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Weapons of Mass Destruction (WMD)


Y-12 NATIONAL SECURITY COMPLEX

The Y-12 National Security Complex, formerly the Oak Ridge Y-12 Plant, is situated 811 acres spanning 2.5 miles in Bear Creek Valley at the eastern end of the Oak Ridge Reservation, adjacent to the city of Oak Ridge, in Anderson County, Tennessee. The plant, consisting of about 531 buildings housing over 7,000,000 square feet of space, occupies an area approximately 0.67 mile wide and 3.2 miles long. Y-12 was originally constructed beginning in February 1943 as part of the Manhattan Project. Operations began in November of that same year, although construction was not completed until 1945. The original mission of Y-12 was to use an electromagnetic process to separate the fissionable uranium-235 from natural uranium during World War II. During the war, Y-12 employed 22,000 workers at its peak. Although the magnetic separators were taken out of commission at the close of 1996 as gaseous diffusion became the standard method of enriching uranium, its original mission continued until 1993. That mission grew and Y-12 expanded into a manufacturing assembly and inspection facility with the number of buildings doubling. The mission at Y-12 changed at the end of the Cold War from producing nuclear weapon components to maintaining the capability to produce secondaries and cases (capability assurance).

PRESENT MISSION

Currently Y-12 is a manufacturing facility. Present missions include the production and reproduction of nuclear weapons components, receipt and storage, and safeguard of special nuclear materials (SNM), stockpile stewardship, dismantlement of weapon secondaries and disposition of weapon components, nonproliferation. Y-12 divides its missions into four strategic areas.

1 - Defense

In the defense division, Y-12 manufactures and remanufactures nuclear weapons components. Precision fabrication services are supported by mature management and safeguards systems. Nuclear manufacturing includes Depleted and Enriched Uranium Operations; Special Materials Operations; and the Assembly, Disassembly, and Storage Operations, all in support of the nation's nuclear stockpile.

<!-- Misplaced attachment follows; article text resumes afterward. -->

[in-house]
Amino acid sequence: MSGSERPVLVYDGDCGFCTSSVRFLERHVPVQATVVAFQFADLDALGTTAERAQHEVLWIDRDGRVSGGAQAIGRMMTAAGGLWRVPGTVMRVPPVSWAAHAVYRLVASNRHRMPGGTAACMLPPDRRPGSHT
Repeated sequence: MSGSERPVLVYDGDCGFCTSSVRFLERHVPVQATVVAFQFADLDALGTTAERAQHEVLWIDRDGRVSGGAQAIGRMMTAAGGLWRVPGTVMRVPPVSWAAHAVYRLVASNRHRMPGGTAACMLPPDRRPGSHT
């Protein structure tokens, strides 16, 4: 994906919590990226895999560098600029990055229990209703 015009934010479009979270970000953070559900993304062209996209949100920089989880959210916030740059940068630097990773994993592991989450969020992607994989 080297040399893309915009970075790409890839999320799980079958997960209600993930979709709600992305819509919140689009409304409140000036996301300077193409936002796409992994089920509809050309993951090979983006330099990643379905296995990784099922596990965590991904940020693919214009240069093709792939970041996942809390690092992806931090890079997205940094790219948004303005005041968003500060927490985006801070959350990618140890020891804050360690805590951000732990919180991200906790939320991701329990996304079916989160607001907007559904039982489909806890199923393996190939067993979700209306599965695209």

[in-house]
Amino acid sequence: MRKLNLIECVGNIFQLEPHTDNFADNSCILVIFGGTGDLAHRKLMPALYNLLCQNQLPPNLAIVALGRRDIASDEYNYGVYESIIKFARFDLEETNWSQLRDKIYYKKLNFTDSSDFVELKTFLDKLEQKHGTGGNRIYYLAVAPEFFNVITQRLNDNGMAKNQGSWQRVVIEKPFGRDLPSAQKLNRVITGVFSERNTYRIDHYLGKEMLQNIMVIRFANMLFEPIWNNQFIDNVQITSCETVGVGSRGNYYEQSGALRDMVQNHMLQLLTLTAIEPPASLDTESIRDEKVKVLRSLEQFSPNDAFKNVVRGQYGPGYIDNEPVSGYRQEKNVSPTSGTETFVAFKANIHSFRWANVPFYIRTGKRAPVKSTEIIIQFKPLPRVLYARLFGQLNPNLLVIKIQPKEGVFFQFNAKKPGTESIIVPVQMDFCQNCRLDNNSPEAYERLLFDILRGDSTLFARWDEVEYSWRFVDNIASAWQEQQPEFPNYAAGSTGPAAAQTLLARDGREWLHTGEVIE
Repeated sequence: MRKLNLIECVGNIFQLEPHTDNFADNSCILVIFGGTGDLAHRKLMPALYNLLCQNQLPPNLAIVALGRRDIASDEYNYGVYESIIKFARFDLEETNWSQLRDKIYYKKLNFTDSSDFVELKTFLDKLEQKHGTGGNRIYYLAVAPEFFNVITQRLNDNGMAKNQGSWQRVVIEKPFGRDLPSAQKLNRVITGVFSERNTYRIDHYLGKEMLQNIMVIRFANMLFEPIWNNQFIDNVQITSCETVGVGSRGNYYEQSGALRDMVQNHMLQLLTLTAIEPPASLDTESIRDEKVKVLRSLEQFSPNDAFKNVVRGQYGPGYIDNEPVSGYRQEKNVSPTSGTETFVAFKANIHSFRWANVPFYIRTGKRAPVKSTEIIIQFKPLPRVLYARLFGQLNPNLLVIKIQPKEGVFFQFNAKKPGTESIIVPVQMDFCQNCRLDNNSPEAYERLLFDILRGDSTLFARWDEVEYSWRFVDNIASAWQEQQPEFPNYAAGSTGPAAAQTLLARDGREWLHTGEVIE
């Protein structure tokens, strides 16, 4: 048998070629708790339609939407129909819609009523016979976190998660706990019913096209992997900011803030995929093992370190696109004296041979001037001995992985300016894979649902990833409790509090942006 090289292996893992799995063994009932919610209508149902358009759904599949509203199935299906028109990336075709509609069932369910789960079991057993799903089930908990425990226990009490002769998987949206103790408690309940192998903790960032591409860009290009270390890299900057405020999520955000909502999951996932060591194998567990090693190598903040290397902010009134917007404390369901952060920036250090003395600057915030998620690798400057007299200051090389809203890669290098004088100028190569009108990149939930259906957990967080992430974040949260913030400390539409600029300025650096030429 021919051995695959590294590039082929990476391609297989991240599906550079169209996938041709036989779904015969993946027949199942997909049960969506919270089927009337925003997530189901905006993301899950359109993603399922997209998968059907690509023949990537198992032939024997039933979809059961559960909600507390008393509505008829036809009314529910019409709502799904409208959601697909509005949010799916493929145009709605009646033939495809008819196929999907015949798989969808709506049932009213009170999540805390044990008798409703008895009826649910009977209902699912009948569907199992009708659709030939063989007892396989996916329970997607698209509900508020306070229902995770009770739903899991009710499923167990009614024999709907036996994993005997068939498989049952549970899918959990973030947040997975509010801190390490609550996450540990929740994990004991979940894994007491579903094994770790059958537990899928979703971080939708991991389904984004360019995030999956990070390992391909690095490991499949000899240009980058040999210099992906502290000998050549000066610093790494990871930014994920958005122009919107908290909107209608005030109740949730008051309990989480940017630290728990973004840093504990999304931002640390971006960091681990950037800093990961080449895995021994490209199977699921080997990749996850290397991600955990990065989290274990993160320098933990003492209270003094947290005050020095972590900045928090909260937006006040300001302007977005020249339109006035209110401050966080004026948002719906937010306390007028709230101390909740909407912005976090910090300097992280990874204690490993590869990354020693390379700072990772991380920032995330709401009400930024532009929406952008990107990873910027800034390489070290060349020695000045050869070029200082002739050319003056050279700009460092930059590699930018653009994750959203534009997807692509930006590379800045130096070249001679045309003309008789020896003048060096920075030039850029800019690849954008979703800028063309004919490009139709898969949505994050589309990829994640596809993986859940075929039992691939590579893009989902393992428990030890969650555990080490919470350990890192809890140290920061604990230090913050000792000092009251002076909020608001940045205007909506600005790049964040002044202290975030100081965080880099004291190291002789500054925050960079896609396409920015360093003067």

Also, it supports the NNSA's Stockpile Stewardship Program, the purpose of which is to ensure that the U.S. nuclear weapons deterrent is both safe and reliable, through assessment, surveillance, refurbishment, and dismantlement research, design development and science-based testing. The President and the Congress directed DOE to maintain the safety and reliability of the nation's nuclear deterrent without underground nuclear testing. In order to do that, DOE established a program of science-based stockpile stewardship. In 2000 Congress created the National Nuclear Security Administration (NNSA) to oversee the nuclear weapons complex. Y-12 serves the NNSA's Stockpile Stewardship Program. Stockpile stewardship refers to the activities associated with research, design, development and testing of nuclear weapons and the assessment and certification of their safety and reliability. Stockpile management refers to the activities associated with production, maintenance, surveillance, refurbishment and dismantlement of the nuclear weapons stockpile.